It's spring time. The days grow longer, flowers bloom, and Texas fans celebrate the annual rebirth of their coach and savior, Mack Browntexasfootball. Rejoice, Longhorns! Motivated Mack is back.
Mack Brown was exiting his Texas office just past midnight Sunday, after a spring football scrimmage and entertaining sophomore visitors, when his cellphone rang.
“I’m still here, just leaving,” Brown told his wife Sally.
“Oh, so you’re excited about your job now,” his wife teased.
Hahaha! Mack Brown "excited" about his job. That's a good one, Sally!
Wait. Why is that funny?
The Browns have turned a public perception into a private joke. At 61, an upbeat Brown is trying to bring the program back to where it enjoyed remarkable consistency. From 2001 to 2009, Texas reached double figures in victories every season. A bad year, Brown joked, was 10 victories. A good season was 13 and a berth in the BCS, maybe the title game.
“I laughed when people said expectations were high,” Brown said. “We’re responsible for them.”
Touche, Mack. Touche.
By the way, do you know what other expectation you're responsible for? No? Take a guess.
Well, here's a hint: it involves Texas fans' collective resignation that, every year come October, a certain rival will once again utterly humiliate a certain team you currently coach and make you look like a blundering fool on national TV.
Did you figure it out yet?
Then everything came crashing down in the 5-7 season of 2010. Texas improved to eight wins in 2011 and nine last season, a climb that hasn’t been quick enough for many fans.
Brown dismisses the criticism and could be in a position where he doesn’t have to discuss them much longer.
Criticism dismissed! *gavel bang*
Things may be in place.
And stuff may be in location.
Texas players have combined for 406 returning starts, a total exceeded only by Georgia Tech in the Bowl Subdivision.
Of those starts, 224 have come on offense, where new play-caller Major Applewhite is installing a hurry-up offense and working on coaxing consistency from rising junior quarterback David Ash.
Logic says the defense has to be better after allowing more yards than any other unit in Texas history, even with the departures of safety Kenny Vaccaro and defensive end Alex Okafor.
Ah, immutable logic. That Texas's defense must be better without its two best players is a consequence of the little-known Axiom of Holyfuckingshityouarestupid, derived in the second century BC by the natural philosopher Dipshitoclese.
In an unsettled Big 12, where cases can be made for more than half the teams next season, why not Texas?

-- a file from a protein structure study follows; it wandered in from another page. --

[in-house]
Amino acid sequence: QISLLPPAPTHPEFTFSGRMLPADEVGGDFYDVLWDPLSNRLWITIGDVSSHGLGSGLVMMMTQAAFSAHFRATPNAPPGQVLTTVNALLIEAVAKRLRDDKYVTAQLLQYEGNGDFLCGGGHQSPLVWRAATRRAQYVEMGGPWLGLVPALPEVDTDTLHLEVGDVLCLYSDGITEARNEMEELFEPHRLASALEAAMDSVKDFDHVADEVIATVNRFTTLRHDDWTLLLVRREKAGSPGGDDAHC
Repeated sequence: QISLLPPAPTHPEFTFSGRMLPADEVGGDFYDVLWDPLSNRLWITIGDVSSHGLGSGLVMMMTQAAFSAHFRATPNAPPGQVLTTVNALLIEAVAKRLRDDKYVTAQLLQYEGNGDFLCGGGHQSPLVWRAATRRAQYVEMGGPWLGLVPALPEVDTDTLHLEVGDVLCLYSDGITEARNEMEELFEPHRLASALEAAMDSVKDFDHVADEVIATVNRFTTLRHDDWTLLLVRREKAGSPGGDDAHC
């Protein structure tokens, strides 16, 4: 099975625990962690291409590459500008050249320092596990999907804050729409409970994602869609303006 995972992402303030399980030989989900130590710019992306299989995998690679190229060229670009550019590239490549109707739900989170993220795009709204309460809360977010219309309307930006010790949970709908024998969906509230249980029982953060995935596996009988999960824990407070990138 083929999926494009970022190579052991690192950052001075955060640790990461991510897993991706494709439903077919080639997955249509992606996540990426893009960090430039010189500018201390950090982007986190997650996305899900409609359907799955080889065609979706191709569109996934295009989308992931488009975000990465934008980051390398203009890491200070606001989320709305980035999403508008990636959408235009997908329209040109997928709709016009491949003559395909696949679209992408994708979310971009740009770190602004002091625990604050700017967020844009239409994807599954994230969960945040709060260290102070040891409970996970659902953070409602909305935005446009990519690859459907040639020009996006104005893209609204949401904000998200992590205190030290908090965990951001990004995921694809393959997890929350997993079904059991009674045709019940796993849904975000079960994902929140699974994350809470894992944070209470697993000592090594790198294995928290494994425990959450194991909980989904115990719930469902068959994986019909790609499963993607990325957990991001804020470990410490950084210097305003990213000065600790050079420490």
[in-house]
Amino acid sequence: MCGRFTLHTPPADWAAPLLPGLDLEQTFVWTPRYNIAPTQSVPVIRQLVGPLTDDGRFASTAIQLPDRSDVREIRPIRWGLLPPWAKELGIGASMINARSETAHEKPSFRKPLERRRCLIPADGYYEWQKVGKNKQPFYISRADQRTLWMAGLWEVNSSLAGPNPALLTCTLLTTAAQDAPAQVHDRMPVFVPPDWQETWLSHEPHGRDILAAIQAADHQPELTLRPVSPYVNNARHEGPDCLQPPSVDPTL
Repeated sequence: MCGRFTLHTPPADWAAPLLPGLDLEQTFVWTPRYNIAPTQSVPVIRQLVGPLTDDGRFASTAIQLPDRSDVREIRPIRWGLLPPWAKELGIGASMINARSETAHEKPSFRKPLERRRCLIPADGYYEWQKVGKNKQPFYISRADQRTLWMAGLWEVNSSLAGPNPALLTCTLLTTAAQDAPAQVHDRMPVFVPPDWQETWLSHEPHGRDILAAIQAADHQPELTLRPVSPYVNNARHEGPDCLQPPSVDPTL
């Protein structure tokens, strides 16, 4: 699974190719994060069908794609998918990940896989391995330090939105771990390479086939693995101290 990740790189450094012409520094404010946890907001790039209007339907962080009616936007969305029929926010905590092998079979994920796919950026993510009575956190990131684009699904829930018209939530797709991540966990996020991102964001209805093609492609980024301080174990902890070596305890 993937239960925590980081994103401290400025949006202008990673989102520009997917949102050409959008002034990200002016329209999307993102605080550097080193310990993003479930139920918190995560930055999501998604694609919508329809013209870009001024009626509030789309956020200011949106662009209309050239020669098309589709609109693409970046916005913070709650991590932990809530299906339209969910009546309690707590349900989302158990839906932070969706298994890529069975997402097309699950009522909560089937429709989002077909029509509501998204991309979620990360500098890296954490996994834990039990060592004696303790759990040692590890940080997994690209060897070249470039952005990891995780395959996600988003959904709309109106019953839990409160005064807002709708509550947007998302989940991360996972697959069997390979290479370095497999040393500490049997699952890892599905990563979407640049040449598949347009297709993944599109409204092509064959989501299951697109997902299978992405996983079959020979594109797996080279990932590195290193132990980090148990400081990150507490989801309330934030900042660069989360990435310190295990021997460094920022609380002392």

Why not Texas? Ergo, Texas. QED.
“We’re back to where we want to be,” Brown said. “Our expectations should be to win every game.”
Of course, Brown expressed similar sentiments in 2010 and ’11.
“It is realistic,” Brown said, “and it wasn’t the last two years.”
See? Mack's rosy outlook this year is credible.
Sure, he was way off the mark when he made the exact same prediction in 2011. And he was completely wrong when he made that prediction again in 2012. But back then, Mack wasn't being realistic. He was just kind of, you know, making shit up. You can't blame someone for being wrong when they're just spouting bullshit.
This year is different. This year, Mack really, really means it when he says Texas will be good again. Really.
Since arriving at Texas, Brown has gone through all kinds of incarnations. There was Salesman Mack, owning recruiting, and Hip-Hop Mack, jamming to songs on his iPod during the 2005 championship season. There was Mad Mack at the end of the 2007 season. Mopey Mack surfaced by his own admission after the BCS title game loss in January 2010.
Now, Motivated Mack seems to be back.
Dammit! Just when I think I have the complete Mack Brown fashion doll collection, Bellmont releases another one.
Maybe it’s the prevailing feeling that great runs at Texas may be over.
Or the perception that Texas A&M has toppled Texas’ in-state recruiting dominance, with coach Kevin Sumlin making rock star-like entrances in a helicopter.
Little known fact: the classic retort "Whatever" was first employed by the natural philosopher Dipshitoclese in 153 BC.
“I probably like building more than maintaining,” Brown said, acknowledging the competitive fire.
Always acknowledge the competitive fire. But never make sustained eye contact. The competitive fire will view that as a sign of aggression.
“I feel like I did when I first got here. I’m working just as hard.”
And your elastic waistbands are working even harder. *rimshot*
As evidence, last month UT held its first sophomore day, a program that produced eight scholarship offers. Brown’s emphasis on the future might be best illustrated by the hiring of Patrick Suddes, 30, from Alabama as his new director of player personnel.
While some big-picture situations are beyond Brown’s control — like the building power struggle between president Bill Powers and university regents — he says he’s not planning on going anywhere.
Quitting is not an option, which is why he and Sally can joke about it.
Yeah. That's real fucking funny. Ha... ha....... ha.............
If anything, Brown said a return to BCS prominence would be extra incentive
“People will say, he’ll walk away,” Brown said. “Hey, it’s fun then.”
Is Coach Brown singing a James Taylor song here, or is he paraphrasing the Kurgan?
Brown and his wife talked late in 2010, when coach-in-waiting Will Muschamp left for Florida, about stepping down or staying the course. Hard decisions and hard work followed.
“We’re about to reap the benefits,” Brown said.
And he really means it this time!